TAYLOR: It was called Ring of Fire. Working on IMAX films was an amazing experience for me. Everyone I met working on IMAX films over the years did it because they were dedicated to that art form. I worked as an assistant cameraman on IMAX films for four to five years. I went all over the world, and worked on incredible films, including Search for the Great Sharks and Africa: The Serengeti, which was a highlight. The cinematographer on Africa: The Serengeti was a Canadian named Andy Kitzanuk. The director was George Casey who has been instrumental in my career. I was an assistant cameraman on a couple of IMAX films that he directed. I pestered him to give me a chance to shoot for a couple of years. I started working on Alaska: Spirit of the Wild as an assistant cameraman. George was the director. The original cinematographer had to leave before we could shoot a sequence with bears on a beach. George asked me to take over. That was an incredible experience. I remember that first day of shooting. There were going to be four of us going onto the beach with the camera. We asked our guide if we should worry about the bears. He counted us very quickly and said, no problem. Bears have never attacked more than four people at a time. We went down to the beach where the bears were with no way to protect ourselves, but I was so excited I didn't think about that. The bears were digging clams out of the sand. When a bear put his head down and started digging, we would pick up this 150 pound rig with the camera on a tripod and creep forward until he raised his head. We would stop, put the camera down and roll some footage. We kept doing that, getting closer and closer to the bears. I think we shot 5,000 feet of film that morning, which for George was an extraordinary amount of IMAX footage. Later, after we were finished, I remember sitting on the boat with George. He said, ‘Well that was a good morning. I think you shot plenty of footage. I guess you've been itching to get your hand on the trigger.’ George asked me to shoot the rest of the film.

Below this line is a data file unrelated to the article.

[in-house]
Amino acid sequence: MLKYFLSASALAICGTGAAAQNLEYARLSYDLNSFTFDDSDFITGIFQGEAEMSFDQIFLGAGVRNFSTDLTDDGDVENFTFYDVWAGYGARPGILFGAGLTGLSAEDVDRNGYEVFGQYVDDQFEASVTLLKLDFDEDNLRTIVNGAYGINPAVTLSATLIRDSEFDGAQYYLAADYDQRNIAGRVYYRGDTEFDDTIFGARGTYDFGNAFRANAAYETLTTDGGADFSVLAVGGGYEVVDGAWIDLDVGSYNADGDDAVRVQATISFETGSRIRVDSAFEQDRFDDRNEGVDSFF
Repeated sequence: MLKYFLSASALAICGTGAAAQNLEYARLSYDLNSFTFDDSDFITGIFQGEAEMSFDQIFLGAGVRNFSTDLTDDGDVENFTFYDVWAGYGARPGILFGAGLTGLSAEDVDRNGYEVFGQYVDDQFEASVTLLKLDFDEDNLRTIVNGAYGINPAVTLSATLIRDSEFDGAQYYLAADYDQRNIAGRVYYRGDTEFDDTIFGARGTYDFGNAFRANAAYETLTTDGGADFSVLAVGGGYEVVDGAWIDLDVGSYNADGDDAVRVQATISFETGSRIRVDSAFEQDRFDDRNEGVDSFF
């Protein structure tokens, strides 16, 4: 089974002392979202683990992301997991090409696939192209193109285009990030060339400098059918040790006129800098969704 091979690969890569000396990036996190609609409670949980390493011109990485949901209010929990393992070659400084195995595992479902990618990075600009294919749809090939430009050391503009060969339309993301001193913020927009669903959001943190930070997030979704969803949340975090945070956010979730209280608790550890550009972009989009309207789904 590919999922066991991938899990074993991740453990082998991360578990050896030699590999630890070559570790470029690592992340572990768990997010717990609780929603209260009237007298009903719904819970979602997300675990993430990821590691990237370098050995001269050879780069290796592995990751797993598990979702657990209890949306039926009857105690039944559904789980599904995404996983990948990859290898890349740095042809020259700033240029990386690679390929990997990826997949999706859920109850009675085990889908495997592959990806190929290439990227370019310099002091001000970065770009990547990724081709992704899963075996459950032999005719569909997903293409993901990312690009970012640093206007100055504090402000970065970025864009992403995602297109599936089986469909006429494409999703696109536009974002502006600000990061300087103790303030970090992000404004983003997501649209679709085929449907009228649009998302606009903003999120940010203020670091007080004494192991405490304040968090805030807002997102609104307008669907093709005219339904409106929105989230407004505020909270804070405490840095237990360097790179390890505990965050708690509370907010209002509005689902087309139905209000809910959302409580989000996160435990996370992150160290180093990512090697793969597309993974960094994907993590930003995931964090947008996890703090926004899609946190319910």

QUESTION:     That was in 1995. You went on to shoot some amazing documentaries in IMAX format during the next half dozen years, including Wildfire: Feel the Heat, Olympic Glory, Amazing Journeys, The Legend of Loch Lomond, Michael Jordon to the Max and Wired to Win, to name just a few. In 2003, you were the recipient of the Kodak Vision Award for Cinematography at the Large Format Cinema Association (now Giant Screen Cinema Association). What was that experience like?
TAYLOR: It was a great experience going to those conferences once a year where you would meet other filmmakers, watch some of their new films and talk with IMAX theater operators about how audiences react to the experience of seeing nature films and other documentaries produced in 65 mm format and projected on large screens. IMAX films are a unique experience that takes audiences to wonderful places around the world. I think there is a huge market for IMAX documentaries, but unfortunately so many of the theaters are now featuring narrative films that are produced in 35 mm or digital format and converted to IMAX.

QUESTION: IMAX is a contraction of the words image maximization. What are the lessons you have learned from shooting IMAX films that apply to narrative filmmaking?